Ten for Your Attention This Tuesday: 1/12/21

Ten for Attention 20210112

It took a bit of digging, but I found ten cool brand new songs released in 2021 worthy of your attention. The weather may be cool, but not as cool as these songs.

I begin the list with a joyful tune that Ellen Once Again dropped on New Year’s Day. After all the chaos we endured last year, “Survivor” is the song that 2021 needed. While the world is still in a tumultuous state, the sincerity in Ellen’s positivity leads the listener to believe that yes, we can survive this mess too. If you’re needing a feel good song, or even a keep from feeling bad song, this is what the doctor ordered.


Do not let the name of Marcus Striplin’s new project fool you. NEWWAVER is not drowning in synthesizers a la Depeche Mode, nor does it have the infectious quirky dance beats of an Oingo Boingo or B-52’s. In many ways, NEWWAVER does not depart too far from the melodic terrains of his other projects, Pleasant Grove and Margaret Chavez. This is not to say that NEWWAVER doesn’t find Mr. Striplin exploring new musical grounds. There’s a greater sense of uneasiness in the mood of “C’Mon” than even the darkest of PG songs, and the excessive reverberation in both Striplin’s vocals and instrumentation gives the track an interesting, experimental feel.


Dallas is a rock and roll town. Don’t get me wrong; The Ghost loves The Roomsounds, Sub-Sahara, and Duell as much as the next guy (and probably even more). Still, it feels as if the metroplex sometimes needs to turn the volume down and just listen. Glenda is more interested in diving into a good melody than a good riff, coming far closer in style to the more twee side of Belle and Sebastian than any other local band does at the moment. Their latest song, “Talking Walls”, is another gorgeous single from a band that isn’t afraid to favor emotional intimacy in its music over the need for being “indie hip”. And that, in The Ghost’s book, makes them as hip as you can get.


Fact: no one does a better job combining lyrics about heartbreak and alcohol than Old 97’s. Fact: The 40 Acre Mule are sure trying to give the 97’s a run for their money with “Dear Jen”, with lead singer J. Isaiah Evans serving up a fiery rebuttal to an ex, along with plenty of drinking references, because of course.


Hardened and Tempered are an Austin band that I have a feeling will be known by many more people this time next year right now. Why do I think this? Perhaps it’s because their latest album, Hold the Fire, was produced by none other than Lloyd Maines. Then again, it’s probably the fact that Hard and Tempered’s album is filled to the brim with lots of great songs. While it’s hard to choose just one track as a standout, there’s something about “Breaker, Breaker” that I find particularly compelling.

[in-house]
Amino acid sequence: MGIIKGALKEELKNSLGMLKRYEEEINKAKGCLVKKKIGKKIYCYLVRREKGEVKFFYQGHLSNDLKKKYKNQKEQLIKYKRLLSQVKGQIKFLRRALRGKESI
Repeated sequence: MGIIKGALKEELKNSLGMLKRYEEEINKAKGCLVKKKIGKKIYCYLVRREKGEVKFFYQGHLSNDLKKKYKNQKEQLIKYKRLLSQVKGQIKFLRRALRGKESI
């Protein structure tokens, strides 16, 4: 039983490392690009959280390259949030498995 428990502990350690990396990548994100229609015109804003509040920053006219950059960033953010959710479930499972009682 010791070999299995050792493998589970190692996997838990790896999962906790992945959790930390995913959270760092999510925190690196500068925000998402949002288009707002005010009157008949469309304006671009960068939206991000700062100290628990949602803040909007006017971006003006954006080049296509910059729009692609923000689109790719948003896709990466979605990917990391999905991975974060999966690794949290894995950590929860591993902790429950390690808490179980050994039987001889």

Last year, I connected online with Joseph Fisher Schramm for the first time. I found out that in addition to his own music, Joseph had has own indie label/publishing house featuring music ranging in style from folk to metal. The two styles seemed so incongruous that it blew my mind a little. What’s really mind blowing, however, is his new track “Orchid”. While it’s clearly intended to be singer-songwriter fare with classical leanings, I swear I hear a metal songs lurking under there. Is it just my imagination, or there something darker to this song that I’m right to pick up on?


Chancy call themselves “the most local band in the world”. I’m sure there are plenty of other bands around here that might debate that they are localer than Chancy. The level of fun that is to be had listening to their new track, “Solomiya”, is not to be debated. It is fun to the nth degree, case closed.


Technically, Beth Lee‘s song “Waiting on You Tonight” was released last year, but the album of the same name comes out this February, so it’s kind of a new release, right? Ms. Lee is a new discovery for me this year; perhaps I’m out of the loop living in Dallas and that’s why I’ve never heard of this talented Austin lady. All I know is that I am seriously impressed. Her voice. Her songs. The album production. This is, as the kids would say, fire.


On the new Rosegarden Funeral Party track, “Gates of Heaven”, the band takes a drastic turn in their sound, focusing on light fluffy dance pop hooks, lyrics about sunshine and puppies and… nah, I’m just messing with you. It’s all the goth goodness you would expect from the RFP folks.


Finally, I bring you Top Hat Ted. If you’re needing a serious song that will examine the woes of the world, you will be sorely disappointed. If you’re wanting a fun, rocking, humorous song about religion and sex, well, you’re in luck. Enjoy!

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